A year ago in April, my grandmother complained that she was having chest pains. My grandfather rushed her to the hospital. It was too late. She died that evening.
He didn’t know quite how to take it. He started forgetting things like doctor’s appointments. At first, I thought it was old age. When he started forgetting who I was, I knew there was a problem. Gradually, his last bit of vitality slipped away and he disappeared into the fog.
I can’t believe he’s gone.
I linger in the empty corridors of the farmhouse. I am now lord of the castle, so to speak. My grandfather can no longer protect me from I want.
I know that I shouldn’t have, but I broke down and bought a pack of cigarettes. It’s like old days. It’s the only thing I know of that helps me not to think. The smoke reaches up into the air with all my grief.
I sit by the pond and wonder if she’s still there. An owl hoots in the background. A chill pierces through my spring jacket.
Does she know I’m alone?
I have no one. My father isn’t a father. He’s a distant man preoccupied with money. His idea of love is sending me a card with a $1,000 check. That’s not love, that’s bribery.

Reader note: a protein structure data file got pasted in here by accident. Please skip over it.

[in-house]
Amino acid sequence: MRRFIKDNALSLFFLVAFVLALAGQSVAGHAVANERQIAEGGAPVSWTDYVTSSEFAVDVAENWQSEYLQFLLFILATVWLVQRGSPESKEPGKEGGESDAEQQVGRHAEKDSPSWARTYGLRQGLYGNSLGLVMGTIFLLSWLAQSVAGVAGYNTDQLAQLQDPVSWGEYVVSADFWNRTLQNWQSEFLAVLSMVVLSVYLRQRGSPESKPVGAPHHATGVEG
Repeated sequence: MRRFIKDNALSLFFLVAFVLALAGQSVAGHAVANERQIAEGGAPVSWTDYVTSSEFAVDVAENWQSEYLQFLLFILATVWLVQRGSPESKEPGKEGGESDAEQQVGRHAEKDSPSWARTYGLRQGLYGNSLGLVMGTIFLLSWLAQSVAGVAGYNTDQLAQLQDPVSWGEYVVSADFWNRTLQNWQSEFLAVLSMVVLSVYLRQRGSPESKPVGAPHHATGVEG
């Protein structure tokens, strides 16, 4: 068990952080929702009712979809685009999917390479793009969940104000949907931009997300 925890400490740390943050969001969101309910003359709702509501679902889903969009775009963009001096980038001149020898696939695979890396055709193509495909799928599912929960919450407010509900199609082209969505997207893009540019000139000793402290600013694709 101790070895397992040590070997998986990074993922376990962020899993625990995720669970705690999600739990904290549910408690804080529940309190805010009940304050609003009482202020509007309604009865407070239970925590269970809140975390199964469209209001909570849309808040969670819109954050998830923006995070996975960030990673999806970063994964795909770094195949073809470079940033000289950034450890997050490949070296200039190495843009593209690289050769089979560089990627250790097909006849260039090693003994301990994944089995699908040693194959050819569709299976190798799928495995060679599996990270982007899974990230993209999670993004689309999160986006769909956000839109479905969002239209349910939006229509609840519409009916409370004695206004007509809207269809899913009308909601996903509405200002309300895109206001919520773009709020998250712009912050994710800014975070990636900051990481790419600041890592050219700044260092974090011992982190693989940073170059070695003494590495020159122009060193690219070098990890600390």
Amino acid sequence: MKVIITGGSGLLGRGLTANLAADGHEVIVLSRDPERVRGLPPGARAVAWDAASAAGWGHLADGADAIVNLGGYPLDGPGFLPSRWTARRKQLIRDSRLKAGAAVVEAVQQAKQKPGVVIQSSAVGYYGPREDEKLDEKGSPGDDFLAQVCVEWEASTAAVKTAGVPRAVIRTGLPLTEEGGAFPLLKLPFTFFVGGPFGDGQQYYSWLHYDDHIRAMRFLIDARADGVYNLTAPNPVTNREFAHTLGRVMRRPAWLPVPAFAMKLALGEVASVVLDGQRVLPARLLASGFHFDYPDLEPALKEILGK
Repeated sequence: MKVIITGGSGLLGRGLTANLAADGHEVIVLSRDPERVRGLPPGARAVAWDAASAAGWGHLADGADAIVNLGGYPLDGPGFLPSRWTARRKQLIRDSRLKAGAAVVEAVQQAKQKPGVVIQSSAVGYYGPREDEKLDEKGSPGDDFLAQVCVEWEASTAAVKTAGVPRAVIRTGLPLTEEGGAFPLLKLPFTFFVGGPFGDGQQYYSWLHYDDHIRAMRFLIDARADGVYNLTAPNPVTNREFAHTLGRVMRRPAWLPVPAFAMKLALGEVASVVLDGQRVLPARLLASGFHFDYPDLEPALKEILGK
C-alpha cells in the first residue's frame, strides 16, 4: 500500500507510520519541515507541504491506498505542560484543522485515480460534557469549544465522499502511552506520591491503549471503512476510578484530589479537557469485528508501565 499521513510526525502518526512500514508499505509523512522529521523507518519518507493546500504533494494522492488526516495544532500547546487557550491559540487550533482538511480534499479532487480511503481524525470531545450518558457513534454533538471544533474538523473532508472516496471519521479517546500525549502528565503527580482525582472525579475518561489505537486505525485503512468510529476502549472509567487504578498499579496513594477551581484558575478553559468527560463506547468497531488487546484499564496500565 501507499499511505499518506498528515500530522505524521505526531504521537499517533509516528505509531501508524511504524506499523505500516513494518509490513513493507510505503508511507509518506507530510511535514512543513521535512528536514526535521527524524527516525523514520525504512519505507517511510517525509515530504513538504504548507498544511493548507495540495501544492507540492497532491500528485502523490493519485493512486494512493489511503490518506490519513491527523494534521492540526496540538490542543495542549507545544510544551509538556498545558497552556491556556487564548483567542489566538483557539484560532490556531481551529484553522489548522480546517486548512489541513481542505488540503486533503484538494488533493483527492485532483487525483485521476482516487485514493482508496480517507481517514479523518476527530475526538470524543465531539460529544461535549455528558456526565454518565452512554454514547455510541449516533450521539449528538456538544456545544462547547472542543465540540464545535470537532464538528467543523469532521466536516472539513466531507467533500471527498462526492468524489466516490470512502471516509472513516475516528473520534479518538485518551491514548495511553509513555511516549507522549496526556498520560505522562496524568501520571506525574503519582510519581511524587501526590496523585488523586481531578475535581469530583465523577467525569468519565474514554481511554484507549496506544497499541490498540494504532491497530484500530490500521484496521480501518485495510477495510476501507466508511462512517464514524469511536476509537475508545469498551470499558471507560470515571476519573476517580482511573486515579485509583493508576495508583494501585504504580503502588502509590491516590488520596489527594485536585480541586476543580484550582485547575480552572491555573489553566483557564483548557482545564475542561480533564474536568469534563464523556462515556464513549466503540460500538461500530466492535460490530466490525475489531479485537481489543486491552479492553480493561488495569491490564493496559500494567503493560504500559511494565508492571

I heard Grandpa say once, “Your father forgot who he was sometime after he went to college. He said he always wanted to be a teacher when he grew up. Somehow, money became more important than his dreams or love or anything. It’s a shame.”
My mind returns to the water that reflects the night sky. I try to remember how it felt when grandfather would put his arm around me. Safe.
Putting out my cigarette butt on the wet grass, I stand up and walk inside.
Then I hear a breeze whisper what I think is, “David, David… I’ve never left.”
She looks the same way she did ten years ago. Long brown hair. Eyes emerald green.
“Do you want me now?” she says.
This time, out of longing I reach toward her. My heart beats rapidly.
She kisses me. Wet lips touch my own. Tender: like the feeling of butterfly wings. We own each other.
“I’m here to love you,” she says.
“I’ve always wanted you!” I answer back. I finally allow the enchantment to take over. I don’t care.
Hand in hand we dive into the dark pond. Ripples of water meet against our bodies. With new lungs, I breathe water. I don’t drown. Rather, I live in the murky depths.
Short Story©Daniel Miess